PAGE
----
Tuesday, June 18, 2019

Belonging: A German Reckons with History and Home - Nora Krug

Graphic nonfiction is a genre that I was completely unaware of until late 2016 when I discovered Sarah Glidden's Rolling Blackouts, her account of the trip that she and two friends took to Turkey, Syria, and Iraq in order to document the effect of the Iraq War on the civilian population in those countries.  Glidden's book, told in the graphic style most familiar to comic strip fans, is a surprisingly powerful and moving one.  And I do not believe it would have worked nearly so well had it been published as a traditional nonfiction book. I wondered at the time whether I would ever read another graphic nonfiction title, and now almost three years later, it has finally happened.  

Nora Krug's Belonging: A German Reckons with History and Home uses a somewhat different graphic style than that used by Rolling Blackouts, but it is a style that works very well to explain what it was like for that generation of Germans who grew up unsure as to exactly the role their grandparents may have played in World War II.  Their parents themselves were often unsure of the family's exact history, but even if they had all the answers, they often withheld the details that would have allowed their children to do any of the research for themselves (not a good sign).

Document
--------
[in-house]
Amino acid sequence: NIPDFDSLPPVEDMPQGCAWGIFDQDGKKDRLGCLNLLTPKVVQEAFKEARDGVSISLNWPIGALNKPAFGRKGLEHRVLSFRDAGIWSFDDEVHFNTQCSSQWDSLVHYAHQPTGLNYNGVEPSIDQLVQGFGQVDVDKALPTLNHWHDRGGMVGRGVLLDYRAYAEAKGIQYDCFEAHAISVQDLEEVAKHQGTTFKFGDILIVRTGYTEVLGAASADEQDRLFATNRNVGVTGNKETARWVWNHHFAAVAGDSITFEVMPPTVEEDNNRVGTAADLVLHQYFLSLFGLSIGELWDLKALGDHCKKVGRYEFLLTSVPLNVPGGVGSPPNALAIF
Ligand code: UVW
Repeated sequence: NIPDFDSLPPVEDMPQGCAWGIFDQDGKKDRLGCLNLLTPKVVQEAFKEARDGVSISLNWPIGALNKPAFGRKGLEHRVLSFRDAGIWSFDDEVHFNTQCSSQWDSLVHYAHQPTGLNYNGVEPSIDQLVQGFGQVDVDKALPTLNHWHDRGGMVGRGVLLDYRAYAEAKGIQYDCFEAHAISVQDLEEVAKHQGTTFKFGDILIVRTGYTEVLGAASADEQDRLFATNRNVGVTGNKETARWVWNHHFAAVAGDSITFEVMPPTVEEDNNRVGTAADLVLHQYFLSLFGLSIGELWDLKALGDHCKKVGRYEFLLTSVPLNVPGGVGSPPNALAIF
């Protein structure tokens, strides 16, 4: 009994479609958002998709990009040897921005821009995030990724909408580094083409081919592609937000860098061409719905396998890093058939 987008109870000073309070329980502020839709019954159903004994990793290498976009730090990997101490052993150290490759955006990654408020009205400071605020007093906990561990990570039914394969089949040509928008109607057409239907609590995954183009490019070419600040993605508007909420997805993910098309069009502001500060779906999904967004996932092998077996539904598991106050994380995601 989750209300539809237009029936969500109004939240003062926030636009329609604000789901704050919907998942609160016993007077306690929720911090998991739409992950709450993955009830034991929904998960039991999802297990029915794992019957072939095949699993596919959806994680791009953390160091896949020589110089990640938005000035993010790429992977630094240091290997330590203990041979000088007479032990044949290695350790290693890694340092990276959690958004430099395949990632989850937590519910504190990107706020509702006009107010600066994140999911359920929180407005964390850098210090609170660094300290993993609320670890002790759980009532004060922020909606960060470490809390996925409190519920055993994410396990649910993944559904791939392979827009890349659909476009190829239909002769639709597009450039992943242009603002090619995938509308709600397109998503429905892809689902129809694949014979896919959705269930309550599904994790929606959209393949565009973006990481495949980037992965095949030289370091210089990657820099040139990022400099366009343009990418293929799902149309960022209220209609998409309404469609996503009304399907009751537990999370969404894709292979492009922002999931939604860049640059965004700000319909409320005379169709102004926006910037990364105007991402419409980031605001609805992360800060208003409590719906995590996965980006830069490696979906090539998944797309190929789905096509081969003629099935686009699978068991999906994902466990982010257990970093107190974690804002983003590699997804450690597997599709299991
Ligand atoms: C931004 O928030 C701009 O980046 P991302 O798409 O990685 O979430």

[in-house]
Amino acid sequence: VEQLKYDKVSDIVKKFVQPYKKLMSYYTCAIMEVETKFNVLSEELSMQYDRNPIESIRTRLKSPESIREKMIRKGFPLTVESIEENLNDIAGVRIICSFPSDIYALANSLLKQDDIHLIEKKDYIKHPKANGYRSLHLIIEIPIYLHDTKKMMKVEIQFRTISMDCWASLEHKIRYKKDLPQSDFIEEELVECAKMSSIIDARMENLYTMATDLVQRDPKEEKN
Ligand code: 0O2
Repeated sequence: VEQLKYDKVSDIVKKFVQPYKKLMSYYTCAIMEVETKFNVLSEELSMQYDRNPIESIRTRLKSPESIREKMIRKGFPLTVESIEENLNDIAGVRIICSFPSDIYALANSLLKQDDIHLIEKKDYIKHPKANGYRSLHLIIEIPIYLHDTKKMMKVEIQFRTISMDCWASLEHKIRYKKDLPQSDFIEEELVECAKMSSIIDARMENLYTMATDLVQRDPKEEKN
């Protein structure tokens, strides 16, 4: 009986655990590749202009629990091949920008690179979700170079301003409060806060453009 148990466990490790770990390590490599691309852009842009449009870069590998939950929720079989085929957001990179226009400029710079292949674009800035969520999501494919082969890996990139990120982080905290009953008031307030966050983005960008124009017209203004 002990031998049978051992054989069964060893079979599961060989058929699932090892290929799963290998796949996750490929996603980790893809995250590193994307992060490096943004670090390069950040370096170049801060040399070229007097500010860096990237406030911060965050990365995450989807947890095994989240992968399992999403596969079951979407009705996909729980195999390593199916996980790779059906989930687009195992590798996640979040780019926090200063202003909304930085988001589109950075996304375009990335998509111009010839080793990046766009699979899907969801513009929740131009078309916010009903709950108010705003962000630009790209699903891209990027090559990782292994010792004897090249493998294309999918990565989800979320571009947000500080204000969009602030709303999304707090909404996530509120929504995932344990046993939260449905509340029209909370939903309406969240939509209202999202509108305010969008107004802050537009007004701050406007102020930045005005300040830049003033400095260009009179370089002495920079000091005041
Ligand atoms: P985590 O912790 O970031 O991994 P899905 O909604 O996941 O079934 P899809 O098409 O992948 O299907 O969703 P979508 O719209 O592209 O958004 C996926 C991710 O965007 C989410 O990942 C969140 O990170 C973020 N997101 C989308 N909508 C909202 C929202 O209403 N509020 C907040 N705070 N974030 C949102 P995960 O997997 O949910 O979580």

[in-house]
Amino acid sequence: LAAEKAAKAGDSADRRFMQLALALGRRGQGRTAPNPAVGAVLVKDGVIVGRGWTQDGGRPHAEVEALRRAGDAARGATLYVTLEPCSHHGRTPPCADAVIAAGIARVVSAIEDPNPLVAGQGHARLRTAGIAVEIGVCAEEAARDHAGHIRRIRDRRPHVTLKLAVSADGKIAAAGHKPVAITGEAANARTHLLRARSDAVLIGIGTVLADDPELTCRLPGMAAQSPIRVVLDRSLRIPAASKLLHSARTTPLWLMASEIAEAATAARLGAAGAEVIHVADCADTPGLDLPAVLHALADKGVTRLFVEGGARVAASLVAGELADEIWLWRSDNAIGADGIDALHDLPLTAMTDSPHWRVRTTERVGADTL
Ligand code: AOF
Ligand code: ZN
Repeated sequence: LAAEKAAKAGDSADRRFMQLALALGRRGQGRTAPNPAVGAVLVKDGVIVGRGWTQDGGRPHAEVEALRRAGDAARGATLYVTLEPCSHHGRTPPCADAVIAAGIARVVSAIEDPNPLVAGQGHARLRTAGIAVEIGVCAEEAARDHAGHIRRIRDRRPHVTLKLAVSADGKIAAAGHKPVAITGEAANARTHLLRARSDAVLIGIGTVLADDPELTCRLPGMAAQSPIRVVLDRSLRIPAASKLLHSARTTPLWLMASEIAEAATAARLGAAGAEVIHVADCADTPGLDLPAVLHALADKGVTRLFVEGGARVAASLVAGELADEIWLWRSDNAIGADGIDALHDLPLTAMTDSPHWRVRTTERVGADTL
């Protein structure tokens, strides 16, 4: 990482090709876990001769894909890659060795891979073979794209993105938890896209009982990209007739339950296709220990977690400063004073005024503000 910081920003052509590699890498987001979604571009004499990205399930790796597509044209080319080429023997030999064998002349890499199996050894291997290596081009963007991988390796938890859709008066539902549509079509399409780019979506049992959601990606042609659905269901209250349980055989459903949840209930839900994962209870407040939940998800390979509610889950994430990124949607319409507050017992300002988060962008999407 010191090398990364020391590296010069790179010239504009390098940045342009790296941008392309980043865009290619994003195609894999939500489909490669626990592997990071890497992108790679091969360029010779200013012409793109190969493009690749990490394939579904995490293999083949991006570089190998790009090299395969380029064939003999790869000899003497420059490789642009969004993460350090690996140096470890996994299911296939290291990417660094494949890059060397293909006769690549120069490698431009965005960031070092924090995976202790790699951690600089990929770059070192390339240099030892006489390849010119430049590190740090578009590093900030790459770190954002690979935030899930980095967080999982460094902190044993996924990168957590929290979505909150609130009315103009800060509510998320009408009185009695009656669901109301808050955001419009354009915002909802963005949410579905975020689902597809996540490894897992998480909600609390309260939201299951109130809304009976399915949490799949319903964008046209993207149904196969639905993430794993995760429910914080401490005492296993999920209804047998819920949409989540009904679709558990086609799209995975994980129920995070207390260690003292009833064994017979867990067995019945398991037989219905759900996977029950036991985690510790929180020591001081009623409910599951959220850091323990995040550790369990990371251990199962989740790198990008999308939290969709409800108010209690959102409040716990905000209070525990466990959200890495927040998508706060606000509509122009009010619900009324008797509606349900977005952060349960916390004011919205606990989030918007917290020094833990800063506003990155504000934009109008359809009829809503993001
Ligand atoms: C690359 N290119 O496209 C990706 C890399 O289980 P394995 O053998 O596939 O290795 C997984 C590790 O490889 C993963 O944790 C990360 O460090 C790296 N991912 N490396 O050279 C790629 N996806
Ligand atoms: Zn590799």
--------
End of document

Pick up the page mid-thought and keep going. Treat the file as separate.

Nora Krug, who lives with her family in Brooklyn, decided decades after the war that it was high time for her to learn the truth about her own family.  She knew that the task would be made more difficult by the deaths of the last remaining members of her family who had actual memories of World War II, and that she could not afford to wait much longer because that inevitable time was fast approaching.  Krug returned to Germany both to do archival research and to visit family members she had not seen since she was a child - and there she learned about her maternal grandfather (a driving teacher during the war) and her father's brother (a teenage member of the SS who died in Italy). 

Krug began her research with a mixture of dread and hope: dread that her relatives may have been among the war's worst offenders, and hope that she would find that they had managed to avoid taking part in the atrocities associated with the German army of those years.  In Germany, she visited archives to study records made available to the public and interviewed an elderly aunt who provided her with answers to some of her most nagging questions.  What she learned, and how she felt about it, is brilliantly recounted in Belonging via Krug's drawings and enhanced photos.  Publisher Scribner correctly characterizes the book as a "visual memoir," a genre of which I am now a big fan.

Bottom Line:  If you are in the mood for something very different in the way of memoir or general nonfiction reading, this one is most definitely worth a look.  I hope now to find a third book in the genre - and I really hope it doesn't take three years to find a new one this time.

The following are pages from Rolling Blackouts for those who may be wondering about the contrast in styles that I mentioned:

Book Number 3,407

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